Cultural Plurality in Ancient Magical Texts and Practices 978-3-16-156479-6 - Mohr Siebeck
Classics

Cultural Plurality in Ancient Magical Texts and Practices

Graeco-Egyptian Handbooks and Related Traditions
Ed. by Ljuba Merlina Bortolani, William Furley, Svenja Nagel, and Joachim Friedrich Quack

[Kulturelle Pluralität in magischen Texten und Praktiken in der Antike. Griechisch-ägyptische Handbücher und verwandte Überlieferungen.]

129,00 €
including VAT
eBook PDF
ISBN 978-3-16-156479-6
available
Also Available As:
Published in English.
This conference volume explores various aspects of magic in antiquity, focusing especially on Graeco-Egyptian magical papyri and questions of cultural plurality and fusion, from earlier Egyptian, Mesopotamian and Greek traditions, through Graeco-Roman Egypt, up to and including Jewish and Byzantine magical lore.
A conference held in Heidelberg in 2014 resulted in this collection of essays, which explore the multifaceted aspects of magical texts and practices in antiquity, focusing especially on the Graeco-Egyptian magical papyri. The volume concentrates on questions of cultural plurality and fusion, ranging from earlier Egyptian, Mesopotamian and Greek magico-religious traditions, through the original developments of Graeco-Roman Egypt, up to and including their integration into Jewish and Byzantine magical lore. In particular, phenomena such as simple borrowing, advanced adaptation, complete assimilation or even distortion of origin and meaning stress the importance of disentangling different cultural elements and understanding their interaction. Going beyond the borders of academic fields, this book aims at giving to the transcultural perspective the importance it deserves in the study of ancient magic.
Survey of contents
Ljuba M. Bortolani/Svenja Nagel: Introduction & Acknowledgements

Part I: Egyptian, Greek and Mesopotamian Traditions of Magic: Different Genres, Perception of the 'Other' and Possible Transcultural Exchange
Franziska Naether: Magical Practices in Egyptian Literary Texts: in Quest of Cultural Plurality – William Furley: Magic and Mystery at Selinus. Another Look at the Getty Hexameters – Daniel Schwemer: Beyond Ereškigal? Mesopotamian Magic Traditions in the Papyri Graecae Magicae

Part II: Cultural Plurality and Fusion in the Graeco-Egyptian Magical Papyri (PGM/PDM)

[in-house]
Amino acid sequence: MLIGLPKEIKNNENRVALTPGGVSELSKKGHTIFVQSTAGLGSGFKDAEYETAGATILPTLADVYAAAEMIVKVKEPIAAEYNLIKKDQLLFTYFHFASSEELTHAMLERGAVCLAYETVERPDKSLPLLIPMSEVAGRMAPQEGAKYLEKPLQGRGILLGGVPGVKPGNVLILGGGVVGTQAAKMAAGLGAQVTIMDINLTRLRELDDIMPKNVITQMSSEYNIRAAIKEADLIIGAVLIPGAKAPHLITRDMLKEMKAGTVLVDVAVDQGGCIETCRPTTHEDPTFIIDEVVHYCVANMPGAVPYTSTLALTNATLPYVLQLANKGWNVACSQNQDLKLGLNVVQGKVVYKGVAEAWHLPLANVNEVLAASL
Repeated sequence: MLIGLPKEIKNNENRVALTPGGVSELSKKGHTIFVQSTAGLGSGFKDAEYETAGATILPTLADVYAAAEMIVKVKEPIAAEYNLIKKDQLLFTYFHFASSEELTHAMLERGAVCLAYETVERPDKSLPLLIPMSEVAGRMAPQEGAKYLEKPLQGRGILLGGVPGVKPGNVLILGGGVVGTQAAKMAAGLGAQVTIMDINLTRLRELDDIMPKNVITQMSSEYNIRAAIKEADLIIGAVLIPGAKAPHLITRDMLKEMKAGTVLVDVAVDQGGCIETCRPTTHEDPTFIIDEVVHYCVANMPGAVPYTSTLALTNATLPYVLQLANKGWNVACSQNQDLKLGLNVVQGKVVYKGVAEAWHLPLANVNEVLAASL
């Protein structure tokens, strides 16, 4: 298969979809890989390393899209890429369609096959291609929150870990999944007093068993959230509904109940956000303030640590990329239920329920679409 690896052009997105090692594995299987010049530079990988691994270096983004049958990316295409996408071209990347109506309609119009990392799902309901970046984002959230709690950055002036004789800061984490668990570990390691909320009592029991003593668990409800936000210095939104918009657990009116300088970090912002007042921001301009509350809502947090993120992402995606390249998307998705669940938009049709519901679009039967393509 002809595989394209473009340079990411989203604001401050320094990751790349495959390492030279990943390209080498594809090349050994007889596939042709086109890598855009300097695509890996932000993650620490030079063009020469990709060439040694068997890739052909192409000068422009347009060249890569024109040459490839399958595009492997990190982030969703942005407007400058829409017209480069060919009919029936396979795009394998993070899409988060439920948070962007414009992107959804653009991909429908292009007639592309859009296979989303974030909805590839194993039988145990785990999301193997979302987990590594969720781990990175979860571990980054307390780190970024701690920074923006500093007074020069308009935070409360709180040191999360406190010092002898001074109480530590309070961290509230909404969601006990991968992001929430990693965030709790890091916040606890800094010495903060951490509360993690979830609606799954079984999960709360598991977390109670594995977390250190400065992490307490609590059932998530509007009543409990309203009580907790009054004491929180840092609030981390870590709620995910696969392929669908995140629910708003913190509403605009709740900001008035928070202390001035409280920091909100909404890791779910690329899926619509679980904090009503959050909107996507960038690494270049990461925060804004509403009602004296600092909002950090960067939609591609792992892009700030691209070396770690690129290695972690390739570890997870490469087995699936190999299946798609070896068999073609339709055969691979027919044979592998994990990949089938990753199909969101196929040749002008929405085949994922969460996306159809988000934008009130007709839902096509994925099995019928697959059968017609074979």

Single Handbooks and Magical Techniques

Richard Gordon: Compiling P. Lond I 121 = PGM VII in a Transcultural Context – Svenja Nagel: Illuminating Encounters: Reflections on Cultural Plurality in Lamp Divination Rituals – Ljuba M. Bortolani: 'We Are Such Stuff as Dream Oracles Are Made on': Greek and Egyptian Traditions and Divine Personas in the Dream Divination Spells of the Magical Papyri – Christopher A. Faraone: Cultural Plurality in Greek Magical Recipes for Oracular and Protective Statues

Specific Spells and Deities
Joachim Friedrich Quack: The Heliopolitan Ennead and Geb as a Scrofulous Boar in the PGM. Two Case Studies on Cultural Interaction in Late-Antique Magic – Richard Phillips: Traditions of Transformation and Shape-Shifting in PGM XIII 270–77 – Adria Haluszka: Crowns of Hermanubis: Semiotic Fusion and Spells for Better Business in the Magical Papyri – Marcela Ristorto: Love Spell and Hymn to Aphrodite in PGM IV (2891–941)

Part III: Integration and Transformation of Graeco-Egyptian Magic in Jewish and Byzantine Spells
Gideon Bohak/Alessia Bellusci: The Greek Prayer to Helios in Sefer Ha-Razim, in Light of New Textual Evidence – Michael Zellmann-Rohrer: Incantations in Byzantine and Post-Byzantine Greek: Change and Continuity.
Authors/Editors

Ljuba Merlina Bortolani Born 1980; studied Classics and Egyptology; 2012 PhD; since 2017 post-doc researcher at the department of Classical Philology at the University of Heidelberg.

William Furley Born 1953; 1979 PhD; since 2003 Associate Professor of Classics, University of Heidelberg; Senior Research Fellow of the Institute of Classical Studies (School of Advanced Studies), London.

Svenja Nagel Born 1984; studied Egyptology and Classical Archaeology; 2015 PhD; since 2017 post-doc researcher at the Institute of Egyptology at the University of Heidelberg.

Joachim Friedrich Quack Geboren 1966; Studium von Ägyptologie, Semitistik, Biblischer Archäologie, Altorientalistik und Vor- und Frühgeschichte in Tübingen und Paris; 1990 Magister, 1993 Dr. phil., 2003 Habilitation an der FU Berlin; seit 2005 Professor für Ägyptologie an der Universität Heidelberg.

Reviews

We have not yet received any reviews of this work.